Low protein content, <1 µg/mL, in EBC requires measures to concentrate the proteins prior to analysis . Traditionally accomplished through centrifugal evaporation or lyophilization, these steps are reported to concentrate samples up to 20% . Although beneficial, lyophilization has been shown to reduce peptide identifications 50%–90% suggesting other methods or combination of methods such as gel electrophoresis, ultrafiltration, protein precipitation and solid-phase extraction, for sample concentration could improve sample quality and protein ID quantity [15,16,17,18,19,20,21,22,23,24,25]. Additionally, lyophilizing instruments are not readily available at most institutions limiting their potential use in EBC methodology . These results suggest lyophilization for sample concentration alone is insufficient to probe low abundant proteins in EBC.
The most common sampling procedure for EBC collection involves normal tidal breathing through a collection device for 10 minutes, ultimately yielding approximately 1 mL of condensate [1,2]. Although variations exist, i.e., condensing temperature, collection device, etc., this procedure has been used routinely for many applications including proteomics [15,16,17,18,19,20,21,22,23,24,25]. A 1 mL sample of EBC for proteomics is insufficient due to the low overall protein abundance. While increasing the sampling time is ideal, it may provide added stress to an already sick individual . To circumvent this limitation, Fumagalli et al., pooled samples from healthy smokers and non-smokers to increase sample protein concentration and obtain MS spectra from the low end of the dynamic range . While they could not characterize distinct individuals in this manner, sample pooling did allow for the MS detection of the highest number of proteins from EBC to date .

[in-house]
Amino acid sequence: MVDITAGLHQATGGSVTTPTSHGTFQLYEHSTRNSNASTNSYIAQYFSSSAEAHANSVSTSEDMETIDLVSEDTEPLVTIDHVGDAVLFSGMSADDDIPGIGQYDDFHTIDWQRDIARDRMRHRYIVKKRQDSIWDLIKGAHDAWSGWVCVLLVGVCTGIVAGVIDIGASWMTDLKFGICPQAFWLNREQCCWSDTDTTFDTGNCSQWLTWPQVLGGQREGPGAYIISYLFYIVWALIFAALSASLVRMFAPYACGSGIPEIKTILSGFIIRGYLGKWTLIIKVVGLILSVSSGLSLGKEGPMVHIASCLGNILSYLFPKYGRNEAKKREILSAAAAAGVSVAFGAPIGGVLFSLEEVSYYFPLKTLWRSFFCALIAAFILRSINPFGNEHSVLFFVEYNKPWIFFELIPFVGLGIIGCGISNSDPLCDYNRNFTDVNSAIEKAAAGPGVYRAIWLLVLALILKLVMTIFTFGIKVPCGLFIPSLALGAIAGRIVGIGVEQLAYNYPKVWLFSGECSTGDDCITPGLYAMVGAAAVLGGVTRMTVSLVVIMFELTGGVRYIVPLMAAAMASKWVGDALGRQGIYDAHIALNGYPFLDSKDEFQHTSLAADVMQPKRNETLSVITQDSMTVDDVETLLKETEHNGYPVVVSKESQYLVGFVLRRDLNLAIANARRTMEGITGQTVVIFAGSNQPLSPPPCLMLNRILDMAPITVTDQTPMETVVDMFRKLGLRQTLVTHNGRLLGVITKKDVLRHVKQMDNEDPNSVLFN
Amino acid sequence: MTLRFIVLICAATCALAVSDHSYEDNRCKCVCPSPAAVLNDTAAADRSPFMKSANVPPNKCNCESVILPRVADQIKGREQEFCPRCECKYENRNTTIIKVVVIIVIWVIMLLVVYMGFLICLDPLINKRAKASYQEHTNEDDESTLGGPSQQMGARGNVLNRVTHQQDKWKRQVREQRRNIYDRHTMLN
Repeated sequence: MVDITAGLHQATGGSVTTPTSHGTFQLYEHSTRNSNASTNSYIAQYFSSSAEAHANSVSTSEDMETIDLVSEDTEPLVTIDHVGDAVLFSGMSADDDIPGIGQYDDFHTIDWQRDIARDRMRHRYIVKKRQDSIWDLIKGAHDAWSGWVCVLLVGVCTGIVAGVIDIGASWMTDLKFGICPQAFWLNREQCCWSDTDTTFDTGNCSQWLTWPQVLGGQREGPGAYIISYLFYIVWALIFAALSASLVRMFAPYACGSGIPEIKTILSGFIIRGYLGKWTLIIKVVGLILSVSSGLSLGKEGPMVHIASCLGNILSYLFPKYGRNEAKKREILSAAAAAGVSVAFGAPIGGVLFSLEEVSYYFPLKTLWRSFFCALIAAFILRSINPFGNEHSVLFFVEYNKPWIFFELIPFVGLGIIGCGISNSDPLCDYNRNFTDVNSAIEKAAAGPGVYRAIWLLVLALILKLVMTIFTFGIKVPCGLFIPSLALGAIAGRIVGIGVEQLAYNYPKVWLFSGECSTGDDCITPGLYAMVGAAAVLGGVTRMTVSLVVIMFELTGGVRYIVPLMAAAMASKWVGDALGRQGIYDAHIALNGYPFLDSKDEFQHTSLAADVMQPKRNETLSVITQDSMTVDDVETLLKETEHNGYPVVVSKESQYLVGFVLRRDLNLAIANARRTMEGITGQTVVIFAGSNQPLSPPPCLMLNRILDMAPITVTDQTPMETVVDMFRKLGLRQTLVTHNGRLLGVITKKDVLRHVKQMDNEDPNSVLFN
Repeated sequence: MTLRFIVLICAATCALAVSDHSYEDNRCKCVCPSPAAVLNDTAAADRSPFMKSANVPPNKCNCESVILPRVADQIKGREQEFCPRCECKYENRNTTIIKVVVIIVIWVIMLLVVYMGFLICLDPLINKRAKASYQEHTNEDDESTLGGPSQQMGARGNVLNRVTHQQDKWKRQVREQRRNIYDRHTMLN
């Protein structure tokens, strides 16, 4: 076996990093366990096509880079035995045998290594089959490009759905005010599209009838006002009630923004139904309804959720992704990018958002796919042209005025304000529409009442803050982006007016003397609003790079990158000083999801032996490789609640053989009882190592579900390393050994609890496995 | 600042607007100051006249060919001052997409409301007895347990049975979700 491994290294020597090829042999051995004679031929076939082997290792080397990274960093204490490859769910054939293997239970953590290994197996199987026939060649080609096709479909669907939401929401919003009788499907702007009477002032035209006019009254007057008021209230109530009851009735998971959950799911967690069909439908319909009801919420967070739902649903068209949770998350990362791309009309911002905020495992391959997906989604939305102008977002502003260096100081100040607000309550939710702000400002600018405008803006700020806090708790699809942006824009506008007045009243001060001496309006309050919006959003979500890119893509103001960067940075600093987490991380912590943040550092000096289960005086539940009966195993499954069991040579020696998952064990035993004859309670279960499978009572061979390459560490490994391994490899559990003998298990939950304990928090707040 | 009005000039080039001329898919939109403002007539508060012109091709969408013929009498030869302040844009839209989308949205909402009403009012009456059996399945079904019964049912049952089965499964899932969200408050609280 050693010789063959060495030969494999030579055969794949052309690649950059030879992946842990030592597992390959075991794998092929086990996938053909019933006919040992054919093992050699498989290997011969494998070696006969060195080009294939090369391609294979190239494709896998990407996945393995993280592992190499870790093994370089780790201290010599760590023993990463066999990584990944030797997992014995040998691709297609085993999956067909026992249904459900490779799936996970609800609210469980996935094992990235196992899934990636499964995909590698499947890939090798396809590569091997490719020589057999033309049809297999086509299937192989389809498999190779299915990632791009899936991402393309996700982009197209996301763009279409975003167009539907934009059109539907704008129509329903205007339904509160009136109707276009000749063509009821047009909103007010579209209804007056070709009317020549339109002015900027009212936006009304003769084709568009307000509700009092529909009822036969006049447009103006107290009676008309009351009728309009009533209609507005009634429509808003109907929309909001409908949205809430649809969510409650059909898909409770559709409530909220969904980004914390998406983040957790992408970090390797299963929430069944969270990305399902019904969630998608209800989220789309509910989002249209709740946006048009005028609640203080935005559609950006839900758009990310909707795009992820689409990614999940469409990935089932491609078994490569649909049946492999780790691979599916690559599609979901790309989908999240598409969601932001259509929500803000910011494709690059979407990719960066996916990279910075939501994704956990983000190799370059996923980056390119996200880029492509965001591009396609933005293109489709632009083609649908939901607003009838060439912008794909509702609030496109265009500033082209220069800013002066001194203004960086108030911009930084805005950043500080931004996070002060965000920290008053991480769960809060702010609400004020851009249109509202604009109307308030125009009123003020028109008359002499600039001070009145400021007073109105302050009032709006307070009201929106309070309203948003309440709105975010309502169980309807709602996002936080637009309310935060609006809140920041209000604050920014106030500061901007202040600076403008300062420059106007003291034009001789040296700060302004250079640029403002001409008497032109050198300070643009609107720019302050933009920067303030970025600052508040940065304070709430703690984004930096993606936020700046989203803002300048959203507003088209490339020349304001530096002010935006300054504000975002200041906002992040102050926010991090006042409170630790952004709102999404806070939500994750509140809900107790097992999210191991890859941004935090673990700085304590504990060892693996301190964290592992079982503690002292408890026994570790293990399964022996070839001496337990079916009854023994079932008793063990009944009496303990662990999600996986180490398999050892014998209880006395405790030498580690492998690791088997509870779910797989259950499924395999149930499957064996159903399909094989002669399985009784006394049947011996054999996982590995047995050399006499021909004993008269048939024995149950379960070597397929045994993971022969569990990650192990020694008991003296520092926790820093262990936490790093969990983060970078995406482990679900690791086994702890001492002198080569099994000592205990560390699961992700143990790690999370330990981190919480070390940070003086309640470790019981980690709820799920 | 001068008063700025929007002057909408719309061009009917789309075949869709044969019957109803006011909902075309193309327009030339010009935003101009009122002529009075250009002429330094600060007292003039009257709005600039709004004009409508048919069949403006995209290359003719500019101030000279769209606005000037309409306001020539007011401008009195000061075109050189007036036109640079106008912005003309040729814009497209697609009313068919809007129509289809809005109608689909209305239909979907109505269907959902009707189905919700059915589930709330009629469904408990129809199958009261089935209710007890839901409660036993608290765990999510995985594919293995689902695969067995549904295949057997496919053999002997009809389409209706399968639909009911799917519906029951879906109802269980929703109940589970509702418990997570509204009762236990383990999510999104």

Many proteomic sample preparation techniques have been applied to exhaled breath condensate with varying success, such as solid-phase extraction, protein precipitation, delipidation and ultrafiltration [15,16,17,18,19,20,21,22,23,24,25]. The most thorough attempt to characterize the differences in sample preparation was conducted by Kurova et al., . They concluded lyophilization followed by standard tryptic digestion yielded the best MS results by reducing sample loss . These results suggest sample handling has a profound effect on MS detection.
The proteomic analysis of EBC has been conducted on many different instruments, such as MALDI-TOF, SELDI-TOF, Ion-trap LC-MS/MS and LC-FT-ICR, each with variable sensitivities (Table 1) [15,16,17,18,19,20,21,22,23,24,25]. As newer more sensitive instruments with high MSN scan rates become available, the field of EBC proteomics will quickly progress. Additionally as the interest in exhaled breath as a source of protein biomarkers grows, more researchers will become involved in EBC protein analysis further advancing the field.
5. Future Directions
Although significant strides have been made in qualitatively analyzing EBC, i.e., small molecule, proteomics, pH, etc., the clinical significance and application of these discoveries currently remains unclear. Further development of MS techniques and instrumentation, sample collection and preparation are required to advance the proteomic characterization to the low end of the dynamic range. Such research will allow for the identification of low abundant disease biomarkers facilitating the development of highly sensitive quantitative MS assays, i.e., multiple reaction monitoring, supporting large-scale clinical biomarker studies. It is these low abundant proteins in conjunction with high sensitivity quantitative assays that could hold significant clinically relevant diagnostic and therapeutic information.
This work was supported by a subcontract from UES Inc. under Air Force contract FA8650-14-D-6516. Opinions, interpretations, conclusions and recommendations are those of the authors and not necessarily endorsed by the United States Government. The authors would like to thank Jae Kwak, Catherine A. Powell and Grant M. Slusher for their scholarly input for this manuscript.
Sean W. Harshman prepared and wrote the review. Claude C. Grigsby and Darrin K. Ott provided guidance and direction for the written review.
Conflicts of Interest
The authors declare no conflict of interest.